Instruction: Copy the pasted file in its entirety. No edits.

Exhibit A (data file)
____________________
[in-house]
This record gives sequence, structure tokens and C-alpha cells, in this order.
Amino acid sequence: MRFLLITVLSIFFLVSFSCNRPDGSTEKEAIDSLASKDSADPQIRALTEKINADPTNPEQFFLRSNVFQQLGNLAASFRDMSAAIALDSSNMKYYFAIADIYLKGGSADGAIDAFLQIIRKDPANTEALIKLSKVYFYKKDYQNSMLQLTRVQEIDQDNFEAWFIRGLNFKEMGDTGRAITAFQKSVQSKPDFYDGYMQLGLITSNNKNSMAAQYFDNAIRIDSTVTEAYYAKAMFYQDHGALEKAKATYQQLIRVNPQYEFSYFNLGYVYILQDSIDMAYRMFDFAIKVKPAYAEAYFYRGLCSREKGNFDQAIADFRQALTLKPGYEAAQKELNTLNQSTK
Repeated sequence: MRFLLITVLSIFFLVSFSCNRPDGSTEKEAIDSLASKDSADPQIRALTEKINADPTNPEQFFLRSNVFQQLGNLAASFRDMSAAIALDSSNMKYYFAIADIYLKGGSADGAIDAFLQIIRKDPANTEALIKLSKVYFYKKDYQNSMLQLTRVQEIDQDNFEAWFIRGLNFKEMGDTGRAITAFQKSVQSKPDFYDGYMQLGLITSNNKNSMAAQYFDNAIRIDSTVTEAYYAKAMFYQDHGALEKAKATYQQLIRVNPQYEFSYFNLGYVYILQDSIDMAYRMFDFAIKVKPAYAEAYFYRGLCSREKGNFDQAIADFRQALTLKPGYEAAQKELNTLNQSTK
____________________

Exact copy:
[in-house]
This record gives sequence, structure tokens and C-alpha cells, in this order.
Amino acid sequence: MRFLLITVLSIFFLVSFSCNRPDGSTEKEAIDSLASKDSADPQIRALTEKINADPTNPEQFFLRSNVFQQLGNLAASFRDMSAAIALDSSNMKYYFAIADIYLKGGSADGAIDAFLQIIRKDPANTEALIKLSKVYFYKKDYQNSMLQLTRVQEIDQDNFEAWFIRGLNFKEMGDTGRAITAFQKSVQSKPDFYDGYMQLGLITSNNKNSMAAQYFDNAIRIDSTVTEAYYAKAMFYQDHGALEKAKATYQQLIRVNPQYEFSYFNLGYVYILQDSIDMAYRMFDFAIKVKPAYAEAYFYRGLCSREKGNFDQAIADFRQALTLKPGYEAAQKELNTLNQSTK
Repeated sequence: MRFLLITVLSIFFLVSFSCNRPDGSTEKEAIDSLASKDSADPQIRALTEKINADPTNPEQFFLRSNVFQQLGNLAASFRDMSAAIALDSSNMKYYFAIADIYLKGGSADGAIDAFLQIIRKDPANTEALIKLSKVYFYKKDYQNSMLQLTRVQEIDQDNFEAWFIRGLNFKEMGDTGRAITAFQKSVQSKPDFYDGYMQLGLITSNNKNSMAAQYFDNAIRIDSTVTEAYYAKAMFYQDHGALEKAKATYQQLIRVNPQYEFSYFNLGYVYILQDSIDMAYRMFDFAIKVKPAYAEAYFYRGLCSREKGNFDQAIADFRQALTLKPGYEAAQKELNTLNQSTK